[cabfpub] Pre-Ballot - Short-Life Certificates

Ben Laurie benl at google.com
Mon Nov 24 15:04:37 UTC 2014

On Mon Nov 24 2014 at 2:05:23 PM Sigbjørn Vik <sigbjorn at opera.com> wrote:

> On 24-Nov-14 14:39, Ben Laurie wrote:
> >
> > I don't agree its a deep corner case - its the core of the proposal's
> > security.
> >
> > Also, I can't agree that this solves the problem - in practice, clients
> > do not have the correct time, so we can;t conclude that they can have
> > the correct log head either.
> Clients either need three days run-time (with history), or need to
> bootstrap themselves by getting the equivalent from somewhere. In
> practice, clients will thus have what they need. The client does not
> need to change the clock on the device to achieve this.
> >     > But the problem is: suppose I (the attacker) don't care that all
> your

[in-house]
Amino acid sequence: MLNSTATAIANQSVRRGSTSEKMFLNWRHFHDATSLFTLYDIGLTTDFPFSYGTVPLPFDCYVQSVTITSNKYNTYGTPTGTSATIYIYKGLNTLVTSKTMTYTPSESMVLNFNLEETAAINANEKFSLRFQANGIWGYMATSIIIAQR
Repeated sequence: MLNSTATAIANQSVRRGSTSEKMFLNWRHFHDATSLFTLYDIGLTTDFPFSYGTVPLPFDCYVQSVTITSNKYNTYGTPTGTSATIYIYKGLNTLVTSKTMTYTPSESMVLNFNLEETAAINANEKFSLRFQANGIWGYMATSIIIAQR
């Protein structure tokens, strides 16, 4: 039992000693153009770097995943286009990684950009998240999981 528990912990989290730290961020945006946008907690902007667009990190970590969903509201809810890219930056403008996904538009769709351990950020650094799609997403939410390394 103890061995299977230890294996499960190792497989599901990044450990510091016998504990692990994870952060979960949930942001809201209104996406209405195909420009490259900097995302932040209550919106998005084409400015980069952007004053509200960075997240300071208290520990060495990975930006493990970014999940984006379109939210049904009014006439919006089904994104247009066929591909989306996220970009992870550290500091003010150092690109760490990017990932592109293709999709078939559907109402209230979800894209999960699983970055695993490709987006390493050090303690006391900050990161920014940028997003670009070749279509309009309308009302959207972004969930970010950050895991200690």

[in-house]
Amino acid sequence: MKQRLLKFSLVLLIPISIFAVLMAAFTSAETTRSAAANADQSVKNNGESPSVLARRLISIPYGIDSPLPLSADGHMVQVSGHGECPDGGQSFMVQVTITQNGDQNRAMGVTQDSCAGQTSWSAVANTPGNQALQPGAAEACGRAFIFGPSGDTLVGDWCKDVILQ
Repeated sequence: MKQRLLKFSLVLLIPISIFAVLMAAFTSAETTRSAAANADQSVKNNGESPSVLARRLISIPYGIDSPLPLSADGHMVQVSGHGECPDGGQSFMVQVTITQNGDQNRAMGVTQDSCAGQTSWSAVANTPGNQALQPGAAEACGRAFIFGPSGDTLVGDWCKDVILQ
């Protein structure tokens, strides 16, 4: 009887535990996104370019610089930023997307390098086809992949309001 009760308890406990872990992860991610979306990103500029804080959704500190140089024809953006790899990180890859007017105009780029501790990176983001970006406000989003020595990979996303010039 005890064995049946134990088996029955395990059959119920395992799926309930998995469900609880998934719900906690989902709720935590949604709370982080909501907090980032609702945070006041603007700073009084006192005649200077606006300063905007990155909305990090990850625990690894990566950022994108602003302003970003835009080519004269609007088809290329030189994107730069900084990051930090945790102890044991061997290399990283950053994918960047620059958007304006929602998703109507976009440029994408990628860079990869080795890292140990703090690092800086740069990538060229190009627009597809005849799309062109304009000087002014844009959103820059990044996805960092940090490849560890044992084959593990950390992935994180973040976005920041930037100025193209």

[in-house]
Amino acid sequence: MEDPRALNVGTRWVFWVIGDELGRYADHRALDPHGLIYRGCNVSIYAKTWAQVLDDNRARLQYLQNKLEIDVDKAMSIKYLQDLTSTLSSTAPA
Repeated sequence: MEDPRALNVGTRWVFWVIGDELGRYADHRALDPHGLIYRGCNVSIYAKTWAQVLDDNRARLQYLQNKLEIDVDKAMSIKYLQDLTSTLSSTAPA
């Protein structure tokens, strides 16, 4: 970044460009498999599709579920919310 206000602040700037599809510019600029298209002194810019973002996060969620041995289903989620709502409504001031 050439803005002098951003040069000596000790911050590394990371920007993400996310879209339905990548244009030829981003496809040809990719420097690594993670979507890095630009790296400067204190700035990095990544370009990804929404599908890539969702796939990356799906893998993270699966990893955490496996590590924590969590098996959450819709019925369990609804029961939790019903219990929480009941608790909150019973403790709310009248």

> >     > other connections fail?
> >     >
> >     > More seriously: if I am the victim of such an attack (not a log
> fork,
> >     > but a rollback), how would I prove it?
> >
> >     If you are given a signed copy of a log by someone, and that signed
> copy
> >     doesn't match the actual log, then you have proof to incriminate the
> >     signer.
> >
> > Not really - I show the signed copy and what I claim the actual log sent
> > me, only I captured that a week ago. How have I proved anything?
> The log includes timestamps. Are those timestamps correct?
> E.g. "Hash ABCD1234 was signed on 2014-11-17 08:00". If you have a
> signed log saying ABCD1234 was signed on the 17th, and I have a signed
> log saying ABCD1234 was signed on the 24th, we know the signer is a liar
> (if we gossip).
> Sure, the log could send me a week-old response today, and I couldn't
> prove to anyone that it sent me stale data. Old data doesn't enable
> anything though (it is just useless), so isn't a security risk. Even if
> the latency is a week (rfc 1149), we still cannot blame the signer for
> any problems encountered in-flight.

Once more I am lost. Old data is useful if your clock is wrong.
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